HMS Ulysses And The Trolley Problem

I’m a professor of philosophy, and quite frequently, I teach classes on social and political philosophy and philosophy of law; the subject matters of these classes and their attendant discussions, very often stray, as they should, into ethical theory and its foundations. There, on numerous occasions, my students raise the The Trolley Problem and ask me what I think the ‘correct solution’ is. I’ve come up with a variety of responses over the years and have ‘settled’ on something like the following:

The Trolley Problem is not a problem or a puzzle to be solved. There is no solution per se. It is a mistake to ask anyone for their solution to it. The Trolley Problem is rather, designed to illustrate the insuperable difficulty of ethical decision-making, to suggest that very often, if not always, we will find ourselves unable to make what we, or anyone else, would consider to be a ‘correct’ or ‘satisfactory’ solution to an ethical problem. Indeed, the fact that such ethical decisions will leave traces of dissonances within us and others should suggest to us that any decision-making ‘calculus’ or ‘procedure’ is likely to be flawed, and that at best, we should only expect ‘approximate’ or ‘satisficed‘ resolutions of ethical dilemmas.  These dilemmas serve to educate us about the dimensions of the human problem that generated them, and may further guide our ethical decision-making in related domains. But that is all they are supposed to do; they are not supposed to adjudicate between ‘rival’ ethical frameworks and show that one leads to ‘better’ decisions than the other. There is no ‘solution’ to this ‘problem’ that is ‘correct’; instead, if the problem is fully fleshed out, at best we should expect to learn about the kinds of human situations that can give rise to them, and how we may ‘work around’ them in the future. We will gain, as a bonus, an added insight into why human affairs have been quite so messy and complex over the years. That is all we should expect from our reading of, and ‘resolution’ of, ethical dilemmas.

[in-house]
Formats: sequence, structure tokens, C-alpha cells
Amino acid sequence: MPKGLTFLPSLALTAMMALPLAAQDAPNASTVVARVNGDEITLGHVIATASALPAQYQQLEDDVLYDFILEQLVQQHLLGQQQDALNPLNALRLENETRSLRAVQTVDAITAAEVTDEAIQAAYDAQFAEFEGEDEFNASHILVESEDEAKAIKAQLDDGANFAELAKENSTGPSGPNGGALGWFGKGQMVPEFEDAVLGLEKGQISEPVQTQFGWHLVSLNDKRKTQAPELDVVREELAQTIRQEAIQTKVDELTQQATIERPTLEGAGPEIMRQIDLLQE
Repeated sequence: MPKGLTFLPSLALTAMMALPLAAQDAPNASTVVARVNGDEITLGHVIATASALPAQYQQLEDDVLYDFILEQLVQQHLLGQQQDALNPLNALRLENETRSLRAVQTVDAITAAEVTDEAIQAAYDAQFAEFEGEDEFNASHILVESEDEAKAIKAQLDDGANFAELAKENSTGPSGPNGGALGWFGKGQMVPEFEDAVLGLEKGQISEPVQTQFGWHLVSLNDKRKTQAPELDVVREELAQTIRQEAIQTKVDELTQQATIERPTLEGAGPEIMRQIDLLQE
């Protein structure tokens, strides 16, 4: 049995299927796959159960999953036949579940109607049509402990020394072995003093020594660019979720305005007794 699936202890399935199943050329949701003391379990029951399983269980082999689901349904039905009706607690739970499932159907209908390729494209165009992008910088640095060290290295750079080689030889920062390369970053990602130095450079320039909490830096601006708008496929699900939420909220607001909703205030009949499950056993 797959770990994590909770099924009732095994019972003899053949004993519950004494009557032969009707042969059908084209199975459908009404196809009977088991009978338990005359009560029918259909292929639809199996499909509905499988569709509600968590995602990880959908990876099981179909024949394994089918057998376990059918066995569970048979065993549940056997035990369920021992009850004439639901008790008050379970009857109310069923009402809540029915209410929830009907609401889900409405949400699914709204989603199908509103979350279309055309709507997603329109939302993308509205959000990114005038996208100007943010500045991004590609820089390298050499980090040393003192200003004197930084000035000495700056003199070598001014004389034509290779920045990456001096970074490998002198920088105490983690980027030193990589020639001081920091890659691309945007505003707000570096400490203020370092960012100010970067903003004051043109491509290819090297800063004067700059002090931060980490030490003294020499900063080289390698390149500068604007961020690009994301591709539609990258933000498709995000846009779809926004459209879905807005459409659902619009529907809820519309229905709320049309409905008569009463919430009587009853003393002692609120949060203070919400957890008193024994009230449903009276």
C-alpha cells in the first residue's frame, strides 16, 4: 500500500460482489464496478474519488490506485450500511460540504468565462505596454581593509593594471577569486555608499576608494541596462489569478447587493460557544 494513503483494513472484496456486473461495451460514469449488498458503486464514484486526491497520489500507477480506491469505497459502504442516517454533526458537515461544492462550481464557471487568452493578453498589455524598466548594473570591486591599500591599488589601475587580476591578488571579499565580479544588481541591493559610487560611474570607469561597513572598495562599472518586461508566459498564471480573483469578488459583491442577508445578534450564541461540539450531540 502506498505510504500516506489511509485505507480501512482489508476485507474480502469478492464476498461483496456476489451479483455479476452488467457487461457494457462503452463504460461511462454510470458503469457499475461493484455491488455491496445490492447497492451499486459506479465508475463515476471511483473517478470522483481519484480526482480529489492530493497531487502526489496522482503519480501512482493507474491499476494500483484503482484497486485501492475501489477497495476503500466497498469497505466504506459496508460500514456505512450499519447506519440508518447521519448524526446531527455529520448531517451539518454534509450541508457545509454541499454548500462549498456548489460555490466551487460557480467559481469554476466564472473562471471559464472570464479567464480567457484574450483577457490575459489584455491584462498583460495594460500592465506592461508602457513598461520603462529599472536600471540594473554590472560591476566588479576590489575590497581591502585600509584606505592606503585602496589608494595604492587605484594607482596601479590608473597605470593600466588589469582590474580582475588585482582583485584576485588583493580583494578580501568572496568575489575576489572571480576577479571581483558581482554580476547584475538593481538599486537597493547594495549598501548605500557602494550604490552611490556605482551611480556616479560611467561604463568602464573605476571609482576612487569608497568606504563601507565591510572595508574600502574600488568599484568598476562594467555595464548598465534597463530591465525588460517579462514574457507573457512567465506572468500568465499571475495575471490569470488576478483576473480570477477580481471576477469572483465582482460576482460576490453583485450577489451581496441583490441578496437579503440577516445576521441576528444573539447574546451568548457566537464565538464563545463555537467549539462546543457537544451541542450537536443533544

To illustrate this claim–and to further make the point that literature can provide moral instruction as well as, if note better than, formal ethical theory–I tell them the story of reading Alistair Maclean‘s WWII novel HMS Ulysses as a teenager, and the effect that one particular incident within it had on me. The precise details are a little hazy–as might be expected, given that I read the novel more than thirty years ago–but the outline is quite clear. An Allied convoy consisting of merchant ships and destroyer escorts is headed to Murmansk to deliver supplies to Russian forces; a German U-boat sneaks in and torpedoes one of the ships of the convoy; as the ship burns but refuses to sink, the captain of the HMS Ulysses orders it sunk in order to prevent its burning ruins from attracting German long-distance bombers and other U-boats from attacking other ships in the convoy; this order is reluctantly executed by a young midshipman despite the fervent expressions of horror and dismay by junior officers and enlisted men; after the torpedo is fired, we find out that that midshipman’s brother was one of the sailors on the ship he had just torpedoed.

When I finish telling this story, suitably embellished to bring out the horrors of the situation being described, I describe the conclusions I drew upon reading it: